Figure 1: Conceptual Framework in Vietnam
However, most Vietnamese companies misunderstand the nature and characteristics of CSR. They consider CSR with the meaning of philanthropy rather than a more comprehensive concept of CSR and its elements. Nearly 40% of the companies were not aware of the CSR concept, while less than 20% understood CSR (UNIDO, 2010). There are multiple social problems in Vietnam like terrorism, industrial crises, lack of health and educational infrastructure, and political and economic instability. For example, Coca-Cola avoided taxes in 2012 (Iyer, 2013); Formosa caused environmental pollution in 2016 (Ortmann, 2017); Nike paid low wages for long working hours and was involved in other abusive practices in 1997 (Greenhouse, 1997); and VN Pharma imported counterfeit medicine in 2017 (Tuoi Tre News, 2017). Therefore, the role of CSR should be acknowledged and further investigated.
Despite the rising concern for firms’ CSR practices, there have been few studies on CSR and financial performance in Vietnam. This research area had not been fully developed because of the differences in CSR disclosure practices between developed and developing economies. Therefore, this paper aims to investigate the nature of CSR and its practices in Vietnam. Then, we will test the relationship between CSR and the financial performance of some Vietnamese firms listed on the stock exchange market.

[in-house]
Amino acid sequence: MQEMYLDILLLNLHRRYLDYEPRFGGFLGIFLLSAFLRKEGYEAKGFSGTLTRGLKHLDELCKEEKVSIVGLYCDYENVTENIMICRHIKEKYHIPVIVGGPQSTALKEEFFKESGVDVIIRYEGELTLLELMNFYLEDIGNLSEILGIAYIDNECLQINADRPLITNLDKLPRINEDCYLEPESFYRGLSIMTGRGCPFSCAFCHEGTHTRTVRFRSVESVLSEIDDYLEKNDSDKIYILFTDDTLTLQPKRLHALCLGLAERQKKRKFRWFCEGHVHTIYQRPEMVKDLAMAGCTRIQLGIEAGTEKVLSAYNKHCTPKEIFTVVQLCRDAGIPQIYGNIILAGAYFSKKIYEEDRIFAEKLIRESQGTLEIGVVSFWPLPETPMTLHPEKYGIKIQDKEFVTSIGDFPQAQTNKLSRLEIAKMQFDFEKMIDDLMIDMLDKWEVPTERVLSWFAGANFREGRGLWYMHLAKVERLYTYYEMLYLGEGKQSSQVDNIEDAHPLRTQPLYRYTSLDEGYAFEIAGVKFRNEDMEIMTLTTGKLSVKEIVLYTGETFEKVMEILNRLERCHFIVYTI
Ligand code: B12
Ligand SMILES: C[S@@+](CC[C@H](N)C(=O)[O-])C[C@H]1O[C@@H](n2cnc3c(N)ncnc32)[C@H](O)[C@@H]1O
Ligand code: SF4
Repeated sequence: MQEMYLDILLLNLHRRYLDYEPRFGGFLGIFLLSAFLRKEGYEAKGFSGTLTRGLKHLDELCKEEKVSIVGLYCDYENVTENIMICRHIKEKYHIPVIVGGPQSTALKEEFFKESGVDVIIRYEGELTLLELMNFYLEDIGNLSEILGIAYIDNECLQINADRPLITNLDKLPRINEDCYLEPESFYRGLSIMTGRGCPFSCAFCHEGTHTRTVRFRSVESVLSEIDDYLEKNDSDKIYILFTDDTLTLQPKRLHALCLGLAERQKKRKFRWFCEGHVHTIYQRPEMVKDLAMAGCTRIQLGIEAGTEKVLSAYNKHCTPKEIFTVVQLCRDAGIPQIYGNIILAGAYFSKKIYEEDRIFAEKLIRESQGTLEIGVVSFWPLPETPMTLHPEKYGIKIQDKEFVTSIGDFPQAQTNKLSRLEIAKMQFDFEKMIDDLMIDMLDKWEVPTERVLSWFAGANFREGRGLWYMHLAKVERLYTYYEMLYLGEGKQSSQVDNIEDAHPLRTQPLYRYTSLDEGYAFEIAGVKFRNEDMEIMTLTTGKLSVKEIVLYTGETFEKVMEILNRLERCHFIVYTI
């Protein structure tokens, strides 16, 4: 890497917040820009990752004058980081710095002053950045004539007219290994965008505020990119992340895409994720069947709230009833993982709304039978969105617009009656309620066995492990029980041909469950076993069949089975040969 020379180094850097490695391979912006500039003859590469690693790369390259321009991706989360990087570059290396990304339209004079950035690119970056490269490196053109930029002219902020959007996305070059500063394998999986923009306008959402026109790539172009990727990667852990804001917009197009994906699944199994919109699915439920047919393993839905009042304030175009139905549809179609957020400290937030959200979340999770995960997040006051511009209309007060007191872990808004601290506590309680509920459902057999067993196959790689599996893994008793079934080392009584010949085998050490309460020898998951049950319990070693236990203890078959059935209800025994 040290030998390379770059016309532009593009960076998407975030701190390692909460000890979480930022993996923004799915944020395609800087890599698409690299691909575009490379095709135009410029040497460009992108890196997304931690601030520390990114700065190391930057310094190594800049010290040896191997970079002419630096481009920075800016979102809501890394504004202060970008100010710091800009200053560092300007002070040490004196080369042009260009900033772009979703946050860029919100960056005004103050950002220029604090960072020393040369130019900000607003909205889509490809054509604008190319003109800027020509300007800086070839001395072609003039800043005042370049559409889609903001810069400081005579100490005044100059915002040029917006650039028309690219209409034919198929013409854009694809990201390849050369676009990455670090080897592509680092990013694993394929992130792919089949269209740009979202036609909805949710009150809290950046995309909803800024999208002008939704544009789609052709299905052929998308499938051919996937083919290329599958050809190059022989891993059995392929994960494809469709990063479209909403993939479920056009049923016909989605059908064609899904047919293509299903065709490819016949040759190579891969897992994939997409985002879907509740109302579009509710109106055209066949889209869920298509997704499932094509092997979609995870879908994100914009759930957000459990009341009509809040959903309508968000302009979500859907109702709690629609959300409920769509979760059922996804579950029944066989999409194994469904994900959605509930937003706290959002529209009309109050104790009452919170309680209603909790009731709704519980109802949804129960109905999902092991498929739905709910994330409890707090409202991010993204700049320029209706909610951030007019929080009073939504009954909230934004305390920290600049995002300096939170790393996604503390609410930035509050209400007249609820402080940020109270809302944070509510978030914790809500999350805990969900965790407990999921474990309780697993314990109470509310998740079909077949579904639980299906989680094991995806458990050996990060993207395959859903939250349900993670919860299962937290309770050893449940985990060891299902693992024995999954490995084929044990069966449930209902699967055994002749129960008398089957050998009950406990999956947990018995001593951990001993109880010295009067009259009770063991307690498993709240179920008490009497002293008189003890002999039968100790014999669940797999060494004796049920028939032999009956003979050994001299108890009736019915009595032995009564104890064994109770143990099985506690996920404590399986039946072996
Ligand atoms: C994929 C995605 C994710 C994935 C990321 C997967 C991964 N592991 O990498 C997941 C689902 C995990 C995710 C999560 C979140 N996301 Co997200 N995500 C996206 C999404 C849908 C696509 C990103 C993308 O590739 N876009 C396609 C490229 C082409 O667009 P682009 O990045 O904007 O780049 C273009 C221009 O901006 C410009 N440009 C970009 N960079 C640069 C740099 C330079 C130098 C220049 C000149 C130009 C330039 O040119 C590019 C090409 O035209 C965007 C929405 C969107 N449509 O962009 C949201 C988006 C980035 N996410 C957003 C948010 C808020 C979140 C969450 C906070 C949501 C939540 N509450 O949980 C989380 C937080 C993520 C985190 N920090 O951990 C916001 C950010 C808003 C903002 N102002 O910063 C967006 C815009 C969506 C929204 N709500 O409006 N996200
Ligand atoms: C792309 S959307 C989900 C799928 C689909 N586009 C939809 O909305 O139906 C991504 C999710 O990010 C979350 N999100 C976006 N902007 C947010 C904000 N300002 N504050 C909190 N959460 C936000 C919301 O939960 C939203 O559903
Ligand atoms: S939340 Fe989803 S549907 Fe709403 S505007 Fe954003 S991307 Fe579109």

2. Literature Review
Many academics have been interested in the relation ship between CSR and Corporate Financial Performance (CFP). However, Dodd (1932) claimed that this linkage had been a controversial topic for more than half a century. The corporate social responsibility – financial performance relationship started to be analyzed intensely in the 1970s (Aldag, 1978).